A longtime healthcare expert specializing in elder care, Nadia Kiderman has been observing the tragic situations developing across our nation in nursing homes, over the course of this pandemic. The reality is that the situation was a long time coming, given the lack of oversight of many of these nursing homes and assisted living facilities.
What is indeed tragic is the lack of oversight and even neglect that we’ve traditionally seen with facilities housing our population’s most vulnerable. Dr. Kiderman has written about these issues extensively, seeking to highlight the grave injustices taking place in many of these facilities. These injustices did not start with the Coronavirus pandemic. They started long ago. And our lawmakers and government agencies have failed our elderly communities by not taking a more hard-nosed stance against elder abuse and neglect.
Too often, in the interest of profit, owners of these facilities will cut back on costs that are critical to the well-being of their residents. This leaves nurses and other professional members of the facilities’ staffs, with the quagmire and dilemma of trying their best in good faith, to provide critical care for their patients, while being severely limited in the resources at their disposal.
According to Kiderman, It’s a grave injustice not only to the patients and their families, but also to the members of the facilities’ staffs who are left with making choices that they shouldn’t have to be. For the most part, these are hardworking and honest people who deserve better. They enter the healthcare workforce in order to help enhance the quality of life for residents and to make a difference.
And unfortunately, due to the self-interest of their employers whose motives too often revolve around profit instead of the health and well-being of their residents, they are left with having to make challenging choices that no member of the healthcare work-force should have to deal with. And of course, for the families themselves, this is not a reality that’s fair for them to have to reckon with.
During this COVID-19 pandemic, many nursing homes have proven to be understaffed and grossly unqualified to meet the challenge of the day. Some of this has to do with the lack of technology that’s been employed in many facilities across the spectrum. Many of these facilities are severely backward in terms of their technological capabilities. And unfortunately, it took the Coronavirus health pandemic for this backwardness to be exposed.
For instance, as we’ve seen with this health pandemic, communication is such an essential ingredient to ensuring proper patient care for residents in elderly communities and facilities. During this pandemic for obvious reasons, so as to comply with the requirements of social distancing and to neither exacerbate the health conditions of patients, nor risk the well-being and lives of their family members, visitation has been canceled for many if not all.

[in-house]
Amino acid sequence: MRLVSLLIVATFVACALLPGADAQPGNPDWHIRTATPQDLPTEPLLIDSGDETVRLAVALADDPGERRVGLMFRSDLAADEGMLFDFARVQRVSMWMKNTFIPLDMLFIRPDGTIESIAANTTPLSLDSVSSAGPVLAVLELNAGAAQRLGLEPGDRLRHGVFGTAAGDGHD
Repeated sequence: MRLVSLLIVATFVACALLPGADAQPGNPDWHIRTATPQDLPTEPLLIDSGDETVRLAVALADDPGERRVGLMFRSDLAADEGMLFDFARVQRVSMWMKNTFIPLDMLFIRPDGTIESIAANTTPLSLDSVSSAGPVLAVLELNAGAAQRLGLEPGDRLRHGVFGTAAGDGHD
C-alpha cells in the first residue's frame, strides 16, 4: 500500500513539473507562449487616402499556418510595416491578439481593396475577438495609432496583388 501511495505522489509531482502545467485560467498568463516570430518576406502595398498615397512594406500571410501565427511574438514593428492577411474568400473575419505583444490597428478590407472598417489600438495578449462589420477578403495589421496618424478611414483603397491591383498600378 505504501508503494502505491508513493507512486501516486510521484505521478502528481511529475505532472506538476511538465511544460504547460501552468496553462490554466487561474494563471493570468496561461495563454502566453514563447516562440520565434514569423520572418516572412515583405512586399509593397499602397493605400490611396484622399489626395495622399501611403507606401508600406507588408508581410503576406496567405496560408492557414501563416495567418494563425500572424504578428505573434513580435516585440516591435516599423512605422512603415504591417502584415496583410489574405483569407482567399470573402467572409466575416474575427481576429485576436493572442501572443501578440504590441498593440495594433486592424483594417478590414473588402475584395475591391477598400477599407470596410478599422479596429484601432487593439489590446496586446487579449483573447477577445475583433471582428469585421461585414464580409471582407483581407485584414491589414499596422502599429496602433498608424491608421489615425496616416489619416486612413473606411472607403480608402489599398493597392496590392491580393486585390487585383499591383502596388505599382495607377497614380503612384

But how about the countless families that are craving having the face-to-face interaction that they’d grown accustomed to with their family members who are in these facilities? Technology could prove to be of immense value to bridge this gap and facilitate this type of communication. While there are social media platforms like Facebook or Twitter that would allow for communication between nursing home providers and their various constituent audiences, communication between patients and their family members should be a need that every nursing home administrator and executive should be eagerly seeking to fill.
Then there is the issue of other archaic and antiquated protocols and logistics involved in terms of the nursing home industry more generally. In the interest of efficiency, there should be a network developed for nursing home administrators; owners, and other individuals who comprise important parts of enhancing the experience of any resident and/or patient. Similarly to the Dentist Network there should be a similar network developed focused on ensuring that the most optimal form of care is provided and developed for residents of elder care facilities.
Overall, there is much work to be done to improve the quality of care provided to nursing home residents. It’s incumbent upon executives and administrators to take the initiative to ensure what’s transpired during the COVID-19 pandemic serves as a wake-up call to make these important changes. They can save lives. They must be taken seriously.